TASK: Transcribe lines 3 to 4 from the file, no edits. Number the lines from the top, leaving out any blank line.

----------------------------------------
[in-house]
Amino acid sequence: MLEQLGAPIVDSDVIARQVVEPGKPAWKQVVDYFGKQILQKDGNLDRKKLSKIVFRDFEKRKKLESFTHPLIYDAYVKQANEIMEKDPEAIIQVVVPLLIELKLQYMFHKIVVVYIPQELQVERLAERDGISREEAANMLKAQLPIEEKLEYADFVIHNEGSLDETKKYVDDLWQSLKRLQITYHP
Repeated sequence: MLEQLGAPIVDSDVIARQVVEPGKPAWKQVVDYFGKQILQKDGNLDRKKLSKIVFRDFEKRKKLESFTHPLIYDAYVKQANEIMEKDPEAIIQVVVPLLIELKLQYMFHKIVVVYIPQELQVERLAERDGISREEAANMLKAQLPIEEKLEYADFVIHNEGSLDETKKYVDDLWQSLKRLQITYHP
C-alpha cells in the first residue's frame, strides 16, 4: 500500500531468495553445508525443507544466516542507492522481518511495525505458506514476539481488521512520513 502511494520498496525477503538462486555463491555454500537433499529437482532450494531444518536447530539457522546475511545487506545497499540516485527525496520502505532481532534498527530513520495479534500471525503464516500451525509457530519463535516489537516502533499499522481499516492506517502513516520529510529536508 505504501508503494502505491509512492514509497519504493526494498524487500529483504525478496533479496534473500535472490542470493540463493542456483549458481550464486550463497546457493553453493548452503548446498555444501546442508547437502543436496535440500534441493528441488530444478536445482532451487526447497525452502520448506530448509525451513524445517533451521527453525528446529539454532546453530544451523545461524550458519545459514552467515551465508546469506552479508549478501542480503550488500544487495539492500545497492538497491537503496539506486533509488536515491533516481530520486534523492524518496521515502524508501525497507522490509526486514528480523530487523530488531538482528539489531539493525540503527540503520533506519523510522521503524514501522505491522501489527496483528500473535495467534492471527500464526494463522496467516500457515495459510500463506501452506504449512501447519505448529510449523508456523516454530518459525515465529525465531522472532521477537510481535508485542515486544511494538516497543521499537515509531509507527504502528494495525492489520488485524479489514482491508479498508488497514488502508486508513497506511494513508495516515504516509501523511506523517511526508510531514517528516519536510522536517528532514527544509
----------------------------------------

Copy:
Repeated sequence: MLEQLGAPIVDSDVIARQVVEPGKPAWKQVVDYFGKQILQKDGNLDRKKLSKIVFRDFEKRKKLESFTHPLIYDAYVKQANEIMEKDPEAIIQVVVPLLIELKLQYMFHKIVVVYIPQELQVERLAERDGISREEAANMLKAQLPIEEKLEYADFVIHNEGSLDETKKYVDDLWQSLKRLQITYHP
C-alpha cells in the first residue's frame, strides 16, 4: 500500500531468495553445508525443507544466516542507492522481518511495525505458506514476539481488521512520513 502511494520498496525477503538462486555463491555454500537433499529437482532450494531444518536447530539457522546475511545487506545497499540516485527525496520502505532481532534498527530513520495479534500471525503464516500451525509457530519463535516489537516502533499499522481499516492506517502513516520529510529536508 505504501508503494502505491509512492514509497519504493526494498524487500529483504525478496533479496534473500535472490542470493540463493542456483549458481550464486550463497546457493553453493548452503548446498555444501546442508547437502543436496535440500534441493528441488530444478536445482532451487526447497525452502520448506530448509525451513524445517533451521527453525528446529539454532546453530544451523545461524550458519545459514552467515551465508546469506552479508549478501542480503550488500544487495539492500545497492538497491537503496539506486533509488536515491533516481530520486534523492524518496521515502524508501525497507522490509526486514528480523530487523530488531538482528539489531539493525540503527540503520533506519523510522521503524514501522505491522501489527496483528500473535495467534492471527500464526494463522496467516500457515495459510500463506501452506504449512501447519505448529510449523508456523516454530518459525515465529525465531522472532521477537510481535508485542515486544511494538516497543521499537515509531509507527504502528494495525492489520488485524479489514482491508479498508488497514488502508486508513497506511494513508495516515504516509501523511506523517511526508510531514517528516519536510522536517528532514527544509